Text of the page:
Eminent Domain Victory Could Be Short-Lived with More Nebraska Land Fights Ahead

Sept. 30, 2021, 3 p.m. ·

Pipe for the now-scrapped Keystone XL pipeline sits outside Dorchester, Nebraska (Photo by Fred Knapp, Nebraska Public Media News)

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Earlier this week, supporters of property rights in Nebraska celebrated what they called a victory after a major energy company gave up attempts to condemn private property along a proposed pipeline route. But property rights advocates say there are more fights ahead.

On Monday in Madison County District Court, a Canadian company, TC Energy, that used to be known as TransCanada, gave up its attempts to condemn private land along the proposed route of the Keystone XL Pipeline, a project that was scrapped in June. Jane Kleeb is the founder of Bold Nebraska, a group that supports private landowner rights and opposes the use of eminent domain unless it’s part of a public project. She said the next challenge is saving land that was already turned over to TC Energy from being used for other pipeline projects.

Jane Kleeb of Bold Nebraka speaks to pipeline opponents in Albion, Neb. (Photo by Fred Knapp, Nebraska Public Media News)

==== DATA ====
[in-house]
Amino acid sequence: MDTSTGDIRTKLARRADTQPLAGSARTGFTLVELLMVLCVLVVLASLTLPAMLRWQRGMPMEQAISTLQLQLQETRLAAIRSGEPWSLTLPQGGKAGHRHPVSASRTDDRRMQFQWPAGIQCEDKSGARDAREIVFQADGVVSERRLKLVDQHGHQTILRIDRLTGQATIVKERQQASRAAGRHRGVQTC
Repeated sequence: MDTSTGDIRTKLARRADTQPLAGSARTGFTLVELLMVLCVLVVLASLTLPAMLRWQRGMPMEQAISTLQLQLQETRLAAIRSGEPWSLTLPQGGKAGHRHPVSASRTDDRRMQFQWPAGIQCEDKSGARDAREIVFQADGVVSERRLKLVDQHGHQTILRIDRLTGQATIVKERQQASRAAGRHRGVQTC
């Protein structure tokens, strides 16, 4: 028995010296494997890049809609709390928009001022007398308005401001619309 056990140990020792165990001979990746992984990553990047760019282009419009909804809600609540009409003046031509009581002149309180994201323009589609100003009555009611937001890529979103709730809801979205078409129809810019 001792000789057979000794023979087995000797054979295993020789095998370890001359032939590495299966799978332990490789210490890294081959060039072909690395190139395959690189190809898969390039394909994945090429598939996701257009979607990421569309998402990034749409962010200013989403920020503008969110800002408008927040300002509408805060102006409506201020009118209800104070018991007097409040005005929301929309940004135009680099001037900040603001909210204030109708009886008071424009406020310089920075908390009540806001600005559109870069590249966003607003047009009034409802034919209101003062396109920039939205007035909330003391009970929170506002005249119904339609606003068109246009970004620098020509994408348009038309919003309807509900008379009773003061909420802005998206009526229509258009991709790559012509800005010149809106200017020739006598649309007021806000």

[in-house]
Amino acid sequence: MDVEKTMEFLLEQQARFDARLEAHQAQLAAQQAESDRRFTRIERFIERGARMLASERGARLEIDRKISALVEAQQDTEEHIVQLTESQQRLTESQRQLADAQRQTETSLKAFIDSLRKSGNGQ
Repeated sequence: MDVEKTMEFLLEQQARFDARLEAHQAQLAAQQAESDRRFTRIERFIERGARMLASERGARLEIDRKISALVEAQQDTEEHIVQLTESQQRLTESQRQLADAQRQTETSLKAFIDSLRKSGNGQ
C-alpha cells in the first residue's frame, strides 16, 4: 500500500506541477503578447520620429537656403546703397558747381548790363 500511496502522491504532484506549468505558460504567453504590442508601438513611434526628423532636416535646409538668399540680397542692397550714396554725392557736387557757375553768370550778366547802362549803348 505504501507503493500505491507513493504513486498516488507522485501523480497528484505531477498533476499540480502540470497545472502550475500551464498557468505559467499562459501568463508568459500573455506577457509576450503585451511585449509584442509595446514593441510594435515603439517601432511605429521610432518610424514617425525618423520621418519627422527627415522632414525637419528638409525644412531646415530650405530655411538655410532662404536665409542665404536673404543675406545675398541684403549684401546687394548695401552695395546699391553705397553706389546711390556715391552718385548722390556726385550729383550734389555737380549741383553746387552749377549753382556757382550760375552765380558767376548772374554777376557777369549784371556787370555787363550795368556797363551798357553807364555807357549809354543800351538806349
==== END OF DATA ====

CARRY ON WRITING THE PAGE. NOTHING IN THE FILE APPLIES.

“That’s exactly what some landowners in the path of Keystone XL who either got bullied and sold their land or sold their land willingly, are now facing, is TransCanada has the ability to transfer that land easement to another pipeline company, like these carbon pipelines that are now threatening Nebraska,” Kleeb said.

She said Nebraska lawmakers have been reluctant to step in over the years because of what she called the influence of big oil companies. She suggested one easy fix that would protect private landowners when projects like Keystone XL are scrapped.

“One of the things that the Public Service Commission could do right now is create a rule that says anytime a pipeline gets cancelled, rejected or is decommissioned, meaning its past its lifespan, that the land easements revert immediately back to the landowner,” Kleeb said.

Monday’s agreement only applies to a couple of landowners who were along the proposed pipeline route, but Kleeb hopes dozens of others who were in line to lose their land through eminent domain will reach similar agreements with the pipeline company.